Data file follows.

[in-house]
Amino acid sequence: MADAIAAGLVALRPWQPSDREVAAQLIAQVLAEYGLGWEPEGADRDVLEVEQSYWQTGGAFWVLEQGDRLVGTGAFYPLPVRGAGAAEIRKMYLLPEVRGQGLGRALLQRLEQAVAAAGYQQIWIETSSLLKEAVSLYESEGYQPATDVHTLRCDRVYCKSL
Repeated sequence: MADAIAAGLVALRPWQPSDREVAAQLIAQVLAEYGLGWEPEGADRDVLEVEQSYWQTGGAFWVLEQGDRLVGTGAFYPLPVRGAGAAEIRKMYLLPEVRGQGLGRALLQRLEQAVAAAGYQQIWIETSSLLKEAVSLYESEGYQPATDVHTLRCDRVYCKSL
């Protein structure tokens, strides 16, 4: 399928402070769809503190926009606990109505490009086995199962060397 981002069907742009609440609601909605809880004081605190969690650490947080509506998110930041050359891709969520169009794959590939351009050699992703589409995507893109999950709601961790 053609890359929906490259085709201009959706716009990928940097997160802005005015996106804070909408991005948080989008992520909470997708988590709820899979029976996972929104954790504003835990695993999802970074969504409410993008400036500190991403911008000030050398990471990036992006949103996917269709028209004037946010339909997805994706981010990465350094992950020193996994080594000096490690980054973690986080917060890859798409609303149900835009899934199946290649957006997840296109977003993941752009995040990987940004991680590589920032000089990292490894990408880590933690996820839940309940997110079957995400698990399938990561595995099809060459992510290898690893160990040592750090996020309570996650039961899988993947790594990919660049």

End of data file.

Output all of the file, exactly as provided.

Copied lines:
[in-house]
Amino acid sequence: MADAIAAGLVALRPWQPSDREVAAQLIAQVLAEYGLGWEPEGADRDVLEVEQSYWQTGGAFWVLEQGDRLVGTGAFYPLPVRGAGAAEIRKMYLLPEVRGQGLGRALLQRLEQAVAAAGYQQIWIETSSLLKEAVSLYESEGYQPATDVHTLRCDRVYCKSL
Repeated sequence: MADAIAAGLVALRPWQPSDREVAAQLIAQVLAEYGLGWEPEGADRDVLEVEQSYWQTGGAFWVLEQGDRLVGTGAFYPLPVRGAGAAEIRKMYLLPEVRGQGLGRALLQRLEQAVAAAGYQQIWIETSSLLKEAVSLYESEGYQPATDVHTLRCDRVYCKSL
């Protein structure tokens, strides 16, 4: 399928402070769809503190926009606990109505490009086995199962060397 981002069907742009609440609601909605809880004081605190969690650490947080509506998110930041050359891709969520169009794959590939351009050699992703589409995507893109999950709601961790 053609890359929906490259085709201009959706716009990928940097997160802005005015996106804070909408991005948080989008992520909470997708988590709820899979029976996972929104954790504003835990695993999802970074969504409410993008400036500190991403911008000030050398990471990036992006949103996917269709028209004037946010339909997805994706981010990465350094992950020193996994080594000096490690980054973690986080917060890859798409609303149900835009899934199946290649957006997840296109977003993941752009995040990987940004991680590589920032000089990292490894990408880590933690996820839940309940997110079957995400698990399938990561595995099809060459992510290898690893160990040592750090996020309570996650039961899988993947790594990919660049």